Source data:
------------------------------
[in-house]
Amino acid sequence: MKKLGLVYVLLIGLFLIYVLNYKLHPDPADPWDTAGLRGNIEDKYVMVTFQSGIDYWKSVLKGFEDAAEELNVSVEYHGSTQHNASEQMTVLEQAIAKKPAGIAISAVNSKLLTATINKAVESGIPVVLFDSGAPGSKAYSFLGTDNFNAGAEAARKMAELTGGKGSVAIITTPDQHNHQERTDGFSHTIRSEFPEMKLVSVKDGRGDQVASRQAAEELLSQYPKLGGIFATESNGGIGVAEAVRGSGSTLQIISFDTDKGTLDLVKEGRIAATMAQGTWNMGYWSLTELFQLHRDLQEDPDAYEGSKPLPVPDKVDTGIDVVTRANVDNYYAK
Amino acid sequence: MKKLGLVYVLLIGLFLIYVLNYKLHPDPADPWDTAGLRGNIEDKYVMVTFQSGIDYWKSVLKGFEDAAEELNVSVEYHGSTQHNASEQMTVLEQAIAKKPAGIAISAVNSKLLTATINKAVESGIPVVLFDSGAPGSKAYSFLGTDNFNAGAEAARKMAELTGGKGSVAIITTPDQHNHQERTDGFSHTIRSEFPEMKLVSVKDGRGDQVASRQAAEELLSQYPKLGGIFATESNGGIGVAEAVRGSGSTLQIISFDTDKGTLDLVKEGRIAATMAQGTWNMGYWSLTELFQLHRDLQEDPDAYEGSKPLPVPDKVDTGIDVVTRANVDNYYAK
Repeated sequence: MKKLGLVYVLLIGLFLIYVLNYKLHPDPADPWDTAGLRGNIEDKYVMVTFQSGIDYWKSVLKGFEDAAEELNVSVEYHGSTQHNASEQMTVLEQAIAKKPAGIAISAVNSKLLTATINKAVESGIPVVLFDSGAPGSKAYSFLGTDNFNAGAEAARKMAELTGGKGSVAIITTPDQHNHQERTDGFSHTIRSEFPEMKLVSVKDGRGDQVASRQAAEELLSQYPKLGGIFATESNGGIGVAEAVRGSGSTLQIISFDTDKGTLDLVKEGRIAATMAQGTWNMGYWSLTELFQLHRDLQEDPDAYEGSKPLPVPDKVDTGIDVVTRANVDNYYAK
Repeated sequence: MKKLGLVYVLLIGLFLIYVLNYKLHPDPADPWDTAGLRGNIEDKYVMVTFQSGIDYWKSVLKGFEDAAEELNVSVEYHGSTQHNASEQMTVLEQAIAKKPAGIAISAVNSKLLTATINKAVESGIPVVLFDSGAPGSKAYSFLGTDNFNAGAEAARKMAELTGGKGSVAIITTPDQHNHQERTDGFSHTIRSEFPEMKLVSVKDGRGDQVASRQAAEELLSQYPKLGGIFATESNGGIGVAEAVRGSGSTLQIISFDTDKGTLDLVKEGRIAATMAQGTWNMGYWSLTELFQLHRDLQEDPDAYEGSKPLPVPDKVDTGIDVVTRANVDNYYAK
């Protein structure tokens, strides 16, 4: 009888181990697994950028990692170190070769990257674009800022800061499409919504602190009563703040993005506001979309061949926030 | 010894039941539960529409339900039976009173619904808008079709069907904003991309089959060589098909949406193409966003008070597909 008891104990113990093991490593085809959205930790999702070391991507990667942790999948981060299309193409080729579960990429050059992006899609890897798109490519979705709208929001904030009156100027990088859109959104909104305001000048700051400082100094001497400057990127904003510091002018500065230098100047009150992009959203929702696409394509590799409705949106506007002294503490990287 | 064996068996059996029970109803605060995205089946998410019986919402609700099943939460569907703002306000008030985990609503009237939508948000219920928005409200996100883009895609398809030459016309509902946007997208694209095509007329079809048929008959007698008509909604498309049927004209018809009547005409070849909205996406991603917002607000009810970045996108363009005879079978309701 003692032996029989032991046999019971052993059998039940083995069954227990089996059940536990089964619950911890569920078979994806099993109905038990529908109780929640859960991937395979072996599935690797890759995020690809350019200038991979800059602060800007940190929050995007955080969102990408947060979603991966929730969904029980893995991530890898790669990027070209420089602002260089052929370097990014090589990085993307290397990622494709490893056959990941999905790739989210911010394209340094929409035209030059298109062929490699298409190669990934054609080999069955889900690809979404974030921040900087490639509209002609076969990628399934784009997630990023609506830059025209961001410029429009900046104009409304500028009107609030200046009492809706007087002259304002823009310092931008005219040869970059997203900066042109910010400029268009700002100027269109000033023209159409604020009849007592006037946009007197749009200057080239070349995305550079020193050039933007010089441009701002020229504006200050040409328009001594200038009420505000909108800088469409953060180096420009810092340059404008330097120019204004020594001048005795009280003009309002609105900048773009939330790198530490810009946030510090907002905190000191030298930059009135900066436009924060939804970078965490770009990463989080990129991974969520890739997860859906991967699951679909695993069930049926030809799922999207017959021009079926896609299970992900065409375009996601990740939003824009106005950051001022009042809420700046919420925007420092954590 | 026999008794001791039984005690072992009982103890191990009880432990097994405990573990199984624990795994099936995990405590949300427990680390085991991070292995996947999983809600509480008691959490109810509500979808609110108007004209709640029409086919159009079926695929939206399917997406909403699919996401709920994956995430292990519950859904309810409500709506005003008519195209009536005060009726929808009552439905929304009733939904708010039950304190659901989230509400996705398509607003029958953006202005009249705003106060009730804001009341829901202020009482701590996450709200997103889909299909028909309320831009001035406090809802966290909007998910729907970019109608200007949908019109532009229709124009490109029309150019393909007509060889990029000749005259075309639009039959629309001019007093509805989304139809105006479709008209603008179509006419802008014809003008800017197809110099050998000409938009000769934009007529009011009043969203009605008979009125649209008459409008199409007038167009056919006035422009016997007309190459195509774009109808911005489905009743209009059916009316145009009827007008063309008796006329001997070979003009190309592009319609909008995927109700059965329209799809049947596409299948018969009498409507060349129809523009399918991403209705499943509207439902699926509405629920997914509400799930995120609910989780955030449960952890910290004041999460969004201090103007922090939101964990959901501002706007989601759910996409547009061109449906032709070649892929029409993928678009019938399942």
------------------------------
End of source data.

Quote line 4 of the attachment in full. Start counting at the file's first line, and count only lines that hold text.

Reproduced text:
Repeated sequence: MKKLGLVYVLLIGLFLIYVLNYKLHPDPADPWDTAGLRGNIEDKYVMVTFQSGIDYWKSVLKGFEDAAEELNVSVEYHGSTQHNASEQMTVLEQAIAKKPAGIAISAVNSKLLTATINKAVESGIPVVLFDSGAPGSKAYSFLGTDNFNAGAEAARKMAELTGGKGSVAIITTPDQHNHQERTDGFSHTIRSEFPEMKLVSVKDGRGDQVASRQAAEELLSQYPKLGGIFATESNGGIGVAEAVRGSGSTLQIISFDTDKGTLDLVKEGRIAATMAQGTWNMGYWSLTELFQLHRDLQEDPDAYEGSKPLPVPDKVDTGIDVVTRANVDNYYAK